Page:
Adolph Gottlieb's Early Work
American painting of the 40s, when first seen as a unit called Abstract Expressionism or Action Painting, was celebrated for its confluence of major talents, and rightly. It has been less frequently remarked that there is one group of artists, working in various styles, who developed in the early 1940s, and another group that does not come on strong until later in the decade. The distinction is worth making, as a step towards replacing the clap-of-thunder theory of New York Painting with a complex and graduated set of real relationships. De Kooning, Gorky, and Pollock are the possessors of strong styles early, and so is Adolph Gottlieb ; others, such as Baziotes, Hofmann, Kline, Motherwell, Newman and Rothko do not develop fully characteristic styles until the later 40s. (I omit Still from either group until his dating has been cleared up.) Rothko's watercolors or Motherwell's collages are not of fundamental consequence compared to their later work; Gottlieb's Pictographs, however, though different from his later work, are no less purposeful and developed. The Pictographs of the 40s, along with some later work, are on view at the Guggenheim Museum and his later work is at the Whitney Museum of American Art.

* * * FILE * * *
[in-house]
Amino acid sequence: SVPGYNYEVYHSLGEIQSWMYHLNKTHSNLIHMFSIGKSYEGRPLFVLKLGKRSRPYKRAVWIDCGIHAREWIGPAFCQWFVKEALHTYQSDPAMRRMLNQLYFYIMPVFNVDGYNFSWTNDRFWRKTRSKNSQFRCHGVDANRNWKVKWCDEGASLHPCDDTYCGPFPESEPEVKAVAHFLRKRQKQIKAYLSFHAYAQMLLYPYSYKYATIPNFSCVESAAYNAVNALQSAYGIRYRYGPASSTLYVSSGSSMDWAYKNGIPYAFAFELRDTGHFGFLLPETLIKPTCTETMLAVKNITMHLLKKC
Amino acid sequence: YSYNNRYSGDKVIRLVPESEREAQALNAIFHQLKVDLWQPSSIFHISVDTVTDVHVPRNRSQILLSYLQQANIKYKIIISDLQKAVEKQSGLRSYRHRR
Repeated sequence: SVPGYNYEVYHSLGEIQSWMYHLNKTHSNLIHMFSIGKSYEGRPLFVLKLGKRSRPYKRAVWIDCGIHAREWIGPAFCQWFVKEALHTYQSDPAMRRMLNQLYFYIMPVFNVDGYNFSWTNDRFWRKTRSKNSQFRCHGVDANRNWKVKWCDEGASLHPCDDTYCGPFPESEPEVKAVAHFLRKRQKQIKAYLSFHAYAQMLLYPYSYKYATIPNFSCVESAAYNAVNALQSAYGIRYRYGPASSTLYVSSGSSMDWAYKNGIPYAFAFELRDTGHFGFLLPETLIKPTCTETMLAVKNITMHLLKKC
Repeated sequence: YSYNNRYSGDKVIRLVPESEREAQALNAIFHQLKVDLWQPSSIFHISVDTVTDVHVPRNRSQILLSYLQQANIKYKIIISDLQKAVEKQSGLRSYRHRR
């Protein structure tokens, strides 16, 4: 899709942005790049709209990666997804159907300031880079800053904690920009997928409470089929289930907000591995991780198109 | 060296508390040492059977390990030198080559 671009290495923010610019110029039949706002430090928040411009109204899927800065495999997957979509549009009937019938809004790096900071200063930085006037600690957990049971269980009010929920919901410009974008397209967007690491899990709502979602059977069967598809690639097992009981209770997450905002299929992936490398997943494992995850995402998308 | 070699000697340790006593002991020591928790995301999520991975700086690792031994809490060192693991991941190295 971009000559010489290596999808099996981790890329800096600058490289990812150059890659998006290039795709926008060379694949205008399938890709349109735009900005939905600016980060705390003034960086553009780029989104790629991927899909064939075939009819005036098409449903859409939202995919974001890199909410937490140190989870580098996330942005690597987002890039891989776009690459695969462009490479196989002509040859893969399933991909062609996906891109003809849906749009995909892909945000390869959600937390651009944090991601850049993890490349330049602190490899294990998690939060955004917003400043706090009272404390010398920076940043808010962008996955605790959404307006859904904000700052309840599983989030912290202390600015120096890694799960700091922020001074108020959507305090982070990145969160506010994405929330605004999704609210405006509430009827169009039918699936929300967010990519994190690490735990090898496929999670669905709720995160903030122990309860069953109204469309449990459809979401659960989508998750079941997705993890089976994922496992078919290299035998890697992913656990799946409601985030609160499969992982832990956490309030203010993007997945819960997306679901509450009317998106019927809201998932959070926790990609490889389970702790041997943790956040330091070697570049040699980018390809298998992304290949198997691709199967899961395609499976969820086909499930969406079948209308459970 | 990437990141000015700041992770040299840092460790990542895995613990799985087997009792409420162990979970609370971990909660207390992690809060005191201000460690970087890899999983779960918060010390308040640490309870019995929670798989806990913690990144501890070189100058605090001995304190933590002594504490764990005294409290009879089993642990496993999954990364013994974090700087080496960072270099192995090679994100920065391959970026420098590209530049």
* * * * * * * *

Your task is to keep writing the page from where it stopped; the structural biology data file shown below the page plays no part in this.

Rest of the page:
Gottlieb remembers 1. how Rothko and himself, discussing the impasse of American painting in 1941, were considering alternatives. What to do instead of subway scenes with Pittura Metafisica hints, like Rothko, or still lifes on the beach, derived from object pictures like Pierre Roy's, as in Gottlieb's case. They decided that a change of subject matter was needed and they concurred on their next subject: classical mythology. Rothko began his Aeschylus watercolors and Gottlieb painted The Eyes____________________